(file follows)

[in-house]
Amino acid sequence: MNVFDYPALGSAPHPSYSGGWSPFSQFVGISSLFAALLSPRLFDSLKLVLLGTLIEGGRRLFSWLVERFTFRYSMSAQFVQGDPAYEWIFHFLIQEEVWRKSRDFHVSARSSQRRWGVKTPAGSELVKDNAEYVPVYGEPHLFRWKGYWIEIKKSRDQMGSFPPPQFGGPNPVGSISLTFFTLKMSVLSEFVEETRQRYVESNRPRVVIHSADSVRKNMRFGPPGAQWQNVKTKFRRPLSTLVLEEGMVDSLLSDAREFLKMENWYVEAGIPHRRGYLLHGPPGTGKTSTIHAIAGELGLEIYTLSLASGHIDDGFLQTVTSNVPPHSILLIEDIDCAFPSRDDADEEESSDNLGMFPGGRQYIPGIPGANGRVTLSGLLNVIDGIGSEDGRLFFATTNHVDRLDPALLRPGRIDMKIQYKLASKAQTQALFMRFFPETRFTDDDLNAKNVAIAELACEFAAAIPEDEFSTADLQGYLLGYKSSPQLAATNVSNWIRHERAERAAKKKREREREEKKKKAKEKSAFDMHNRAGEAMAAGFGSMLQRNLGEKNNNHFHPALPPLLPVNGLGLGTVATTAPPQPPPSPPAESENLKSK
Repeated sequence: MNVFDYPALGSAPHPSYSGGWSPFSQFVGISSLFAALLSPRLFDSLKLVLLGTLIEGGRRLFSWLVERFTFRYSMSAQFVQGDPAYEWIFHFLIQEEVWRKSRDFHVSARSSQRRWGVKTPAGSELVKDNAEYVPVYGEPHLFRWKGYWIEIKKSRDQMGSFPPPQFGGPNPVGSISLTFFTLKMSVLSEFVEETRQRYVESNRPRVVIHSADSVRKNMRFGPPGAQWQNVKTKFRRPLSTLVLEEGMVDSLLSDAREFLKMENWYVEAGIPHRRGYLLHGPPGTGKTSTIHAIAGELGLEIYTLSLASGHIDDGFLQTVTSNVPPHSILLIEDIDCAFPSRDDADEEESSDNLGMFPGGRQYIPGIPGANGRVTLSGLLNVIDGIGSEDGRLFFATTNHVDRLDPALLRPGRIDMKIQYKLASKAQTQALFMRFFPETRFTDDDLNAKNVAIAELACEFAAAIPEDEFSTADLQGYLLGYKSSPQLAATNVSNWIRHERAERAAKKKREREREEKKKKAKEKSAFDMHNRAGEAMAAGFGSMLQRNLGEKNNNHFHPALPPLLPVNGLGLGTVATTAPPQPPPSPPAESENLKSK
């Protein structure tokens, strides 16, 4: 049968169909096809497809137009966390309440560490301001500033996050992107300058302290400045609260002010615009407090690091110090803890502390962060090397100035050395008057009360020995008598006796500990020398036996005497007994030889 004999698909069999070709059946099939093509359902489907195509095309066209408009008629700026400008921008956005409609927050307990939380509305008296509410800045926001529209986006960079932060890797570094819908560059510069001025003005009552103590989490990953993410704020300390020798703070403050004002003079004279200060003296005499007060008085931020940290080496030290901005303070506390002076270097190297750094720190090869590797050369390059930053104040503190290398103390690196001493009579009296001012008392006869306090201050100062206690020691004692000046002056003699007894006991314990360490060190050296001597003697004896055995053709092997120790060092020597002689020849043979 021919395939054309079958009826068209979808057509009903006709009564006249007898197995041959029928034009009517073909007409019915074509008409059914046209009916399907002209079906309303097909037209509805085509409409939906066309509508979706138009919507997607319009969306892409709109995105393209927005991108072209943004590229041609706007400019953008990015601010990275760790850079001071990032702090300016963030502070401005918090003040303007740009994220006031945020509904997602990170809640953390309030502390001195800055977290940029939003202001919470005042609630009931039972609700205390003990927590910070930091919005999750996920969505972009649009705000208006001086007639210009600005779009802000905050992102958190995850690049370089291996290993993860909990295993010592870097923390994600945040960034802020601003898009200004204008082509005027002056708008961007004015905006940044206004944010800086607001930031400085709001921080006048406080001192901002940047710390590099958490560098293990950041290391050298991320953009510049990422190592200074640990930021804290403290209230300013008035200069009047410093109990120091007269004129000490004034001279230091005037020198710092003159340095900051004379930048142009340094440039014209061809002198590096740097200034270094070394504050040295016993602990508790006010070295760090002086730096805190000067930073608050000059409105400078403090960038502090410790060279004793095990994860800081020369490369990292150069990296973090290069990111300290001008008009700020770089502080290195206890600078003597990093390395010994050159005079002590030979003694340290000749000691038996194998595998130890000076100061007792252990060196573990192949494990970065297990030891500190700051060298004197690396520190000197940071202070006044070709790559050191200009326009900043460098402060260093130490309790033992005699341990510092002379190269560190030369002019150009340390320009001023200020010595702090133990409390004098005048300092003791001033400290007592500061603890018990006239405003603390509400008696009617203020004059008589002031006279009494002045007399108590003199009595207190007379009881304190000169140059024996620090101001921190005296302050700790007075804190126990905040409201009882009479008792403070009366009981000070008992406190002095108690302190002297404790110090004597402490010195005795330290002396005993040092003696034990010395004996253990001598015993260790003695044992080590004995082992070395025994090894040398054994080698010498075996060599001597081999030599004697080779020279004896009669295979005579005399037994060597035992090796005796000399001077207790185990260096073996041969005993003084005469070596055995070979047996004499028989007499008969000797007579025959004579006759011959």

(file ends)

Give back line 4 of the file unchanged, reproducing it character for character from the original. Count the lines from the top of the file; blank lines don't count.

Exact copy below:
């Protein structure tokens, strides 16, 4: 049968169909096809497809137009966390309440560490301001500033996050992107300058302290400045609260002010615009407090690091110090803890502390962060090397100035050395008057009360020995008598006796500990020398036996005497007994030889 004999698909069999070709059946099939093509359902489907195509095309066209408009008629700026400008921008956005409609927050307990939380509305008296509410800045926001529209986006960079932060890797570094819908560059510069001025003005009552103590989490990953993410704020300390020798703070403050004002003079004279200060003296005499007060008085931020940290080496030290901005303070506390002076270097190297750094720190090869590797050369390059930053104040503190290398103390690196001493009579009296001012008392006869306090201050100062206690020691004692000046002056003699007894006991314990360490060190050296001597003697004896055995053709092997120790060092020597002689020849043979 021919395939054309079958009826068209979808057509009903006709009564006249007898197995041959029928034009009517073909007409019915074509008409059914046209009916399907002209079906309303097909037209509805085509409409939906066309509508979706138009919507997607319009969306892409709109995105393209927005991108072209943004590229041609706007400019953008990015601010990275760790850079001071990032702090300016963030502070401005918090003040303007740009994220006031945020509904997602990170809640953390309030502390001195800055977290940029939003202001919470005042609630009931039972609700205390003990927590910070930091919005999750996920969505972009649009705000208006001086007639210009600005779009802000905050992102958190995850690049370089291996290993993860909990295993010592870097923390994600945040960034802020601003898009200004204008082509005027002056708008961007004015905006940044206004944010800086607001930031400085709001921080006048406080001192901002940047710390590099958490560098293990950041290391050298991320953009510049990422190592200074640990930021804290403290209230300013008035200069009047410093109990120091007269004129000490004034001279230091005037020198710092003159340095900051004379930048142009340094440039014209061809002198590096740097200034270094070394504050040295016993602990508790006010070295760090002086730096805190000067930073608050000059409105400078403090960038502090410790060279004793095990994860800081020369490369990292150069990296973090290069990111300290001008008009700020770089502080290195206890600078003597990093390395010994050159005079002590030979003694340290000749000691038996194998595998130890000076100061007792252990060196573990192949494990970065297990030891500190700051060298004197690396520190000197940071202070006044070709790559050191200009326009900043460098402060260093130490309790033992005699341990510092002379190269560190030369002019150009340390320009001023200020010595702090133990409390004098005048300092003791001033400290007592500061603890018990006239405003603390509400008696009617203020004059008589002031006279009494002045007399108590003199009595207190007379009881304190000169140059024996620090101001921190005296302050700790007075804190126990905040409201009882009479008792403070009366009981000070008992406190002095108690302190002297404790110090004597402490010195005795330290002396005993040092003696034990010395004996253990001598015993260790003695044992080590004995082992070395025994090894040398054994080698010498075996060599001597081999030599004697080779020279004896009669295979005579005399037994060597035992090796005796000399001077207790185990260096073996041969005993003084005469070596055995070979047996004499028989007499008969000797007579025959004579006759011959």